GAO: No refund for USPS overpayment to retirement account

This story has been updated from the original version.

The U.S. Postal Service is not owed a $75 billion refund for an overpayment to its retirement account, according to a new audit.

In a report released Thursday, the Government Accountability Office found that USPS did not contribute excess funds to its Civil Service Retirement System account, as postal officials and other auditors have claimed. The Postal Service has asked for a refund equal to that overpayment, which the agency says would help put it back on the path to fiscal health.

At issue is a 1974 law regulating pension funding. The USPS inspector general last year reported that the agency overpaid its CSRS account by $75 billion after the Office of Personnel Management incorrectly made the Postal Service fund a higher portion of the pensions than it owed. According to GAO, no such error has occurred.

"The key impacts of transferring assets out of the CSRS fund to USPS based on the current proposals would be to increase the federal government's current and future unfunded pension liability by an estimated $56 billion to $85 billion," GAO wrote. "This liability would then be funded by the federal government using tax revenue, borrowing or both."

GAO did not dispute a $6.9 billion overpayment to the Postal Service's Federal Employees Retirement System account, however.

The CSRS issue has caused conflict between postal officials and those who say no overpayment has occurred, including OPM and some lawmakers. Rep. Darrell Issa, R-Calif., has said returning the $75 billion to USPS would amount to a taxpayer-funded bailout.

The House Oversight and Government Reform Committee passed Issa's reform legislation Thursday 22-18. The bill would allow USPS to drop a delivery day and adjust its pay and benefits structure, as well as create two oversight bodies to manage the agency's finances and labor contracts.

Sen. Tom Carper, D-Del., said Congress should set aside the CSRS issue and focus on reform proposals more likely to gain wider support. Carper has introduced legislation that would allow delivery day reduction and reduce pension funding requirements, among other measures.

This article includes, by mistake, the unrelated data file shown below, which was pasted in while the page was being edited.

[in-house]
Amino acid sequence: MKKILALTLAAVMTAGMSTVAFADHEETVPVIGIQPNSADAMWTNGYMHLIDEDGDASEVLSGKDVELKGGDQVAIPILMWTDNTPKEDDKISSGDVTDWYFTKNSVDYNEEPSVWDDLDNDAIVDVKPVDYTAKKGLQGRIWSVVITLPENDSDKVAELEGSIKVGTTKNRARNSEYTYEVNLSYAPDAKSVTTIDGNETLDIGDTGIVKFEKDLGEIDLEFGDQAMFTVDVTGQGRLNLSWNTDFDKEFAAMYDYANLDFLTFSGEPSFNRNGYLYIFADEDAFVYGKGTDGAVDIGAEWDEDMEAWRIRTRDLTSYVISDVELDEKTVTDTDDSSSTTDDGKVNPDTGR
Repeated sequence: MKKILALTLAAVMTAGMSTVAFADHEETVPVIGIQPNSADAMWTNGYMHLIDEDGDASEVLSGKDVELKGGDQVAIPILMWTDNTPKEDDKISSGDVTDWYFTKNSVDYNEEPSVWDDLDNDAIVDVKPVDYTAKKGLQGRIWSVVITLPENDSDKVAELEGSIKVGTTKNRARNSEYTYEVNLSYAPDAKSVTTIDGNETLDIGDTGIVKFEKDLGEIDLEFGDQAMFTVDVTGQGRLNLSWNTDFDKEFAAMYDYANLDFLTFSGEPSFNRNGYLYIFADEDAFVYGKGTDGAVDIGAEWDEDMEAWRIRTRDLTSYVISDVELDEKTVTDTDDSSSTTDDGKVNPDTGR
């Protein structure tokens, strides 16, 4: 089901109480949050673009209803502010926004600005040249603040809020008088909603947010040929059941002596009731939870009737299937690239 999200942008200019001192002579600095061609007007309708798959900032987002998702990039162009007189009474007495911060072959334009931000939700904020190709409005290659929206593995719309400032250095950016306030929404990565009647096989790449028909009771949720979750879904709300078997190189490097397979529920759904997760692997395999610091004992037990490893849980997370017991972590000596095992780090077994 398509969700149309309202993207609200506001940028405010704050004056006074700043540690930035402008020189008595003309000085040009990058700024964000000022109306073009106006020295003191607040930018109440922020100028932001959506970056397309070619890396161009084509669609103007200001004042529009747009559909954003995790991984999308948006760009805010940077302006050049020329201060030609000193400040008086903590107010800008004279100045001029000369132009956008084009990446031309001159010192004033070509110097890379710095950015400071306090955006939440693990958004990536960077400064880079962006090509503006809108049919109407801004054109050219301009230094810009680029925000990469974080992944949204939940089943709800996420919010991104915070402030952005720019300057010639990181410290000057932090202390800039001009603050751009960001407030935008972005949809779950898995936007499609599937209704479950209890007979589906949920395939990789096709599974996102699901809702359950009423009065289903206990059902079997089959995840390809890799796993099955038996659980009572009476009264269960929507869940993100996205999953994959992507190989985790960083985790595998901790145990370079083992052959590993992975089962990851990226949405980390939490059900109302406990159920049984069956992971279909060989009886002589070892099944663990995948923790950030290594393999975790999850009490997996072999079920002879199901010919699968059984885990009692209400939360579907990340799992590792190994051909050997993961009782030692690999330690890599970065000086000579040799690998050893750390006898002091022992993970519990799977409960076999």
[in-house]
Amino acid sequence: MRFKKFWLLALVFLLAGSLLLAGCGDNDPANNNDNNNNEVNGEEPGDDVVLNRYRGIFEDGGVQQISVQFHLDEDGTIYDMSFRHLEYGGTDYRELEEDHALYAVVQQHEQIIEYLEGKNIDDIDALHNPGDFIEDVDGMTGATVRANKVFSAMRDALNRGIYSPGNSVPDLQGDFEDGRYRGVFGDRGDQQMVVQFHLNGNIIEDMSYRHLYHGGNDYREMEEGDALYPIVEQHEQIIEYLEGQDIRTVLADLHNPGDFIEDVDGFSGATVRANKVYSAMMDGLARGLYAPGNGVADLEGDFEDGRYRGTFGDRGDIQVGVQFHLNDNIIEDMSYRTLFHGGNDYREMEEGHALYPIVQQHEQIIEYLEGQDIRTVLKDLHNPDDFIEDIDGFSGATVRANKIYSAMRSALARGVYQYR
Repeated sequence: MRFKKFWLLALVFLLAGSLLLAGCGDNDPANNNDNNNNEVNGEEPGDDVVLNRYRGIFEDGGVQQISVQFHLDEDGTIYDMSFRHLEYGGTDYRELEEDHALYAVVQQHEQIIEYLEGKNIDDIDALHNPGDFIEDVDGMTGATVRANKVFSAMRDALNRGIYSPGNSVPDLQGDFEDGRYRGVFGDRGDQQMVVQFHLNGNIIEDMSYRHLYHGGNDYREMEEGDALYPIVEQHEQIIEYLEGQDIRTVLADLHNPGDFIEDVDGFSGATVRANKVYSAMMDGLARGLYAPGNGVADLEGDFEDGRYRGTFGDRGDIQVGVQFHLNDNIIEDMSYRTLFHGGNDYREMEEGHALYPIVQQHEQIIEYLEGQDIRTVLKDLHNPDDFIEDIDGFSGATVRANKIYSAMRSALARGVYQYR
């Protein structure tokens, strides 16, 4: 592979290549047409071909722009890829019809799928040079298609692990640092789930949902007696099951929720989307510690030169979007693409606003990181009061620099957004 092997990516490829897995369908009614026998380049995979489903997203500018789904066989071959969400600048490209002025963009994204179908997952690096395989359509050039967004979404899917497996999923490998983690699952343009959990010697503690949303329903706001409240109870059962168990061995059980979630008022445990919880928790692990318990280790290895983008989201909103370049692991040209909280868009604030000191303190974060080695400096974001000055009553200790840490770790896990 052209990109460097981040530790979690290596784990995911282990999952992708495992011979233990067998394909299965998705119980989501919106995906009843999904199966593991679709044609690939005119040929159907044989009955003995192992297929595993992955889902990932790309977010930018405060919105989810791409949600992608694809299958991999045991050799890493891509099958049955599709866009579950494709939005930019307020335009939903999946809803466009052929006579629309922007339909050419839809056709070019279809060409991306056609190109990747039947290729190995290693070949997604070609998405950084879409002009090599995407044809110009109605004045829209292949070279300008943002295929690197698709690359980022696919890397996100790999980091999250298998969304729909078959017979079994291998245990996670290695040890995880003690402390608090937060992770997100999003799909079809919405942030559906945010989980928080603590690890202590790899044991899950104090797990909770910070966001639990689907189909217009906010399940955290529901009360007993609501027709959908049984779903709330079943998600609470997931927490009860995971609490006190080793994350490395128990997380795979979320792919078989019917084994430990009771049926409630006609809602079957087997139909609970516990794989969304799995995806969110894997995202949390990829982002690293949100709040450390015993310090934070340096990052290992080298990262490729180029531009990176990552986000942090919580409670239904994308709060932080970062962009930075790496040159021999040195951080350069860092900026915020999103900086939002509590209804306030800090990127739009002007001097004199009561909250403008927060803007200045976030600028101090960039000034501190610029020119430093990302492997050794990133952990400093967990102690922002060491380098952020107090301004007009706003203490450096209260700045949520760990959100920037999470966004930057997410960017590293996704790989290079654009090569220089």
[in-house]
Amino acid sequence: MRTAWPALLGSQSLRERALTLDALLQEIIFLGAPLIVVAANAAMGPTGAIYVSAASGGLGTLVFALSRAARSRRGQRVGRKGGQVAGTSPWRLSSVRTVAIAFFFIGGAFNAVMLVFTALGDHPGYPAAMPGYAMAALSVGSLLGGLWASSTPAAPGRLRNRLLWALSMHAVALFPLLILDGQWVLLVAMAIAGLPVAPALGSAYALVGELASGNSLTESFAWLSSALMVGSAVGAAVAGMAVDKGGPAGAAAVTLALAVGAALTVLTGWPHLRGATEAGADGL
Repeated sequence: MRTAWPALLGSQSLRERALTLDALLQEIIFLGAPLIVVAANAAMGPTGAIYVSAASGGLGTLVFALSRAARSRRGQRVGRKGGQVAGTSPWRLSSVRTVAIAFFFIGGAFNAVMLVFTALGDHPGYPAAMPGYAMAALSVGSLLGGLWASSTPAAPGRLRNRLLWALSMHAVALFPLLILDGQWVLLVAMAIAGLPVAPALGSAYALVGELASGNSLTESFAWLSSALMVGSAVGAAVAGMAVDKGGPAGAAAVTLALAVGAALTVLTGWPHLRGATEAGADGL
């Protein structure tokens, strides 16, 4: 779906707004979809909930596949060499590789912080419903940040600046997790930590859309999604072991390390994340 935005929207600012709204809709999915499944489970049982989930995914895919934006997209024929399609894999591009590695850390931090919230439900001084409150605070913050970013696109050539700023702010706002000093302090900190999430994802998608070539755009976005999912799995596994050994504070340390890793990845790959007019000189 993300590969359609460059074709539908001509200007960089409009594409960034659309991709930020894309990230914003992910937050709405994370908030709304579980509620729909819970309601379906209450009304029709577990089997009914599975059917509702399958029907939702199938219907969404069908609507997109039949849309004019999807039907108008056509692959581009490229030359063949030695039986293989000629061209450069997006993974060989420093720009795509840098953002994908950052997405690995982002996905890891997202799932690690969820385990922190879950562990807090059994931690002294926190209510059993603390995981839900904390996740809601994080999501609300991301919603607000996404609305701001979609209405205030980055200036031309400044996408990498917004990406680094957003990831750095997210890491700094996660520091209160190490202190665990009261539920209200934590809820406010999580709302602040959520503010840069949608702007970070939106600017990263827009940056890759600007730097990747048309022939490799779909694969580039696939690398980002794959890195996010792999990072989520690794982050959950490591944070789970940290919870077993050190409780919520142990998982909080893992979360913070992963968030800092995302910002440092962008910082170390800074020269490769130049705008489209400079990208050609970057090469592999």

"Now that Congress has pushed back the Postal Service's $5.5 annual prepayment for future retiree costs until Nov. 18, we have some much needed breathing room to develop a robust reform package that will address the Postal Service's short and long-term financial challenges," Carper said.

Stay up-to-date with federal news alerts and analysis — Sign up for GovExec's email newsletters.
Close [ x ] More from GovExec

Thank you for subscribing to newsletters from
We think these reports might interest you:

  • Sponsored by G Suite

    Cross-Agency Teamwork, Anytime and Anywhere

    Dan McCrae, director of IT service delivery division, National Oceanic and Atmospheric Administration (NOAA)

  • Data-Centric Security vs. Database-Level Security

    Database-level encryption had its origins in the 1990s and early 2000s in response to very basic risks which largely revolved around the theft of servers, backup tapes and other physical-layer assets. As noted in Verizon’s 2014, Data Breach Investigations Report (DBIR)1, threats today are far more advanced and dangerous.

  • Sponsored by One Identity

    One Nation Under Guard: Securing User Identities Across State and Local Government

    In 2016, the government can expect even more sophisticated threats on the horizon, making it all the more imperative that agencies enforce proper identity and access management (IAM) practices. In order to better measure the current state of IAM at the state and local level, Government Business Council (GBC) conducted an in-depth research study of state and local employees.

  • Sponsored by Aquilent

    The Next Federal Evolution of Cloud

    This GBC report explains the evolution of cloud computing in federal government, and provides an outlook for the future of the cloud in government IT.

  • Sponsored by LTC Partners, administrators of the Federal Long Term Care Insurance Program

    Approaching the Brink of Federal Retirement

    Approximately 10,000 baby boomers are reaching retirement age per day, and a growing number of federal employees are preparing themselves for the next chapter of their lives. Learn how to tackle the challenges that today's workforce faces in laying the groundwork for a smooth and secure retirement.

  • Sponsored by Hewlett Packard Enterprise

    Cyber Defense 101: Arming the Next Generation of Government Employees

    Read this issue brief to learn about the sector's most potent challenges in the new cyber landscape and how government organizations are building a robust, threat-aware infrastructure

  • Sponsored by Aquilent

    GBC Issue Brief: Cultivating Digital Services in the Federal Landscape

    Read this GBC issue brief to learn more about the current state of digital services in the government, and how key players are pushing enhancements towards a user-centric approach.


When you download a report, your information may be shared with the underwriters of that document.